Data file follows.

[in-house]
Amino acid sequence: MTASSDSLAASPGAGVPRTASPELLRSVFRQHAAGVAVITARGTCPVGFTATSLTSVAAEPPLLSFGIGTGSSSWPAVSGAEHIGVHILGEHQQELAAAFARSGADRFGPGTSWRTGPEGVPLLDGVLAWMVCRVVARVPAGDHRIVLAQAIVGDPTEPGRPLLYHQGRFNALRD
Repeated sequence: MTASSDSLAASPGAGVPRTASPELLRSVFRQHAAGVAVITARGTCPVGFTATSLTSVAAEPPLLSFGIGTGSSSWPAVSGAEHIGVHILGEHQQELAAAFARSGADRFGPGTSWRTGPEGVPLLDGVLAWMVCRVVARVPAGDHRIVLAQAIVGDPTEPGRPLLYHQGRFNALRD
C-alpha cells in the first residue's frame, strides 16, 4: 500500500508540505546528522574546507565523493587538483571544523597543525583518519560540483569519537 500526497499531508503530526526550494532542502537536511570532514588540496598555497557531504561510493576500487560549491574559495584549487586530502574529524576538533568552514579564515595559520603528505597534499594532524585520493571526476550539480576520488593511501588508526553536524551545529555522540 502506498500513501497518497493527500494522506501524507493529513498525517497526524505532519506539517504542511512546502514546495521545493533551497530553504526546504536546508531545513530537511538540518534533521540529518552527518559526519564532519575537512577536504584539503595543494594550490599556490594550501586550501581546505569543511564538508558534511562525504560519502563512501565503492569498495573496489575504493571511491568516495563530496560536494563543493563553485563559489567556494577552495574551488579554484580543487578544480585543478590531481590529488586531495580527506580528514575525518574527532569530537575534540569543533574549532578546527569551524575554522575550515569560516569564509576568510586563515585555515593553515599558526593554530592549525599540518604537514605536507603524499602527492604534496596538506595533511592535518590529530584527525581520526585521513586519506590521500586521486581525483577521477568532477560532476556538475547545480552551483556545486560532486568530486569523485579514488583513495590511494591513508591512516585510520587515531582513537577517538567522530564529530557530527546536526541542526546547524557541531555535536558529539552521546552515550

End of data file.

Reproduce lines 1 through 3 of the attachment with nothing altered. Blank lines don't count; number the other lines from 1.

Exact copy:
[in-house]
Amino acid sequence: MTASSDSLAASPGAGVPRTASPELLRSVFRQHAAGVAVITARGTCPVGFTATSLTSVAAEPPLLSFGIGTGSSSWPAVSGAEHIGVHILGEHQQELAAAFARSGADRFGPGTSWRTGPEGVPLLDGVLAWMVCRVVARVPAGDHRIVLAQAIVGDPTEPGRPLLYHQGRFNALRD
Repeated sequence: MTASSDSLAASPGAGVPRTASPELLRSVFRQHAAGVAVITARGTCPVGFTATSLTSVAAEPPLLSFGIGTGSSSWPAVSGAEHIGVHILGEHQQELAAAFARSGADRFGPGTSWRTGPEGVPLLDGVLAWMVCRVVARVPAGDHRIVLAQAIVGDPTEPGRPLLYHQGRFNALRD